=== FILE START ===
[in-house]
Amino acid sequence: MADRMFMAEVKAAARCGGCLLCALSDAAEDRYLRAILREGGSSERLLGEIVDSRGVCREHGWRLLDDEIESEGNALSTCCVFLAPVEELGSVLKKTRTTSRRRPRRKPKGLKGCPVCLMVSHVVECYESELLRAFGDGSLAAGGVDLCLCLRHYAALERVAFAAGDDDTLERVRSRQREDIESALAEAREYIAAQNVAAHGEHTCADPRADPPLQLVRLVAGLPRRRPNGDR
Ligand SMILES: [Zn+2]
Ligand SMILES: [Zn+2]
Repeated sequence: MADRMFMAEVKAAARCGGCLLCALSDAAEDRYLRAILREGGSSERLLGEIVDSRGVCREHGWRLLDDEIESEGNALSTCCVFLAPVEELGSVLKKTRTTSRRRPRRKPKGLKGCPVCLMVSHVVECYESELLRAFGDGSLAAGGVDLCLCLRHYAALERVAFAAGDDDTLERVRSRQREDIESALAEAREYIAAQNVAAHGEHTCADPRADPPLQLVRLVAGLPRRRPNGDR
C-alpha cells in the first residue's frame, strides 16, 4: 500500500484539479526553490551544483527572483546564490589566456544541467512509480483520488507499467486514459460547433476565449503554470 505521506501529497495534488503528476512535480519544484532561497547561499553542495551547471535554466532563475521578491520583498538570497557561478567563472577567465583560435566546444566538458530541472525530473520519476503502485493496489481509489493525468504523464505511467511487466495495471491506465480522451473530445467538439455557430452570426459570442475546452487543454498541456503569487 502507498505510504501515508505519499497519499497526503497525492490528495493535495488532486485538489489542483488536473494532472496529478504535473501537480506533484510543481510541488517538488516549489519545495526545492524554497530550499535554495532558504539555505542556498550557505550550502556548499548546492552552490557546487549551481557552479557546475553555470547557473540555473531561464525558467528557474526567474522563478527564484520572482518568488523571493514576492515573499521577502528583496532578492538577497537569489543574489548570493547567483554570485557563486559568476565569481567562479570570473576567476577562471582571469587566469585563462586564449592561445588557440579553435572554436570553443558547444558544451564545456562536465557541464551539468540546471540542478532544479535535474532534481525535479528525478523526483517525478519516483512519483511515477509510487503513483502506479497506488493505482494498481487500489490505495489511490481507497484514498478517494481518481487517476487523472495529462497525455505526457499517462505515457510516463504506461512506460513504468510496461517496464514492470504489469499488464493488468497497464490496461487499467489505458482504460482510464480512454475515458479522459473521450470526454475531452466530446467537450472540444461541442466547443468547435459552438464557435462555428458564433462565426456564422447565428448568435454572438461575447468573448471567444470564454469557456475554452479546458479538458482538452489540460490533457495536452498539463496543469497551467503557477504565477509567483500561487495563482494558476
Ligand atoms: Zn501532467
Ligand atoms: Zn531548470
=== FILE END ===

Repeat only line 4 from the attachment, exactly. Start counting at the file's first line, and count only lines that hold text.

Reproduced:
Ligand SMILES: [Zn+2]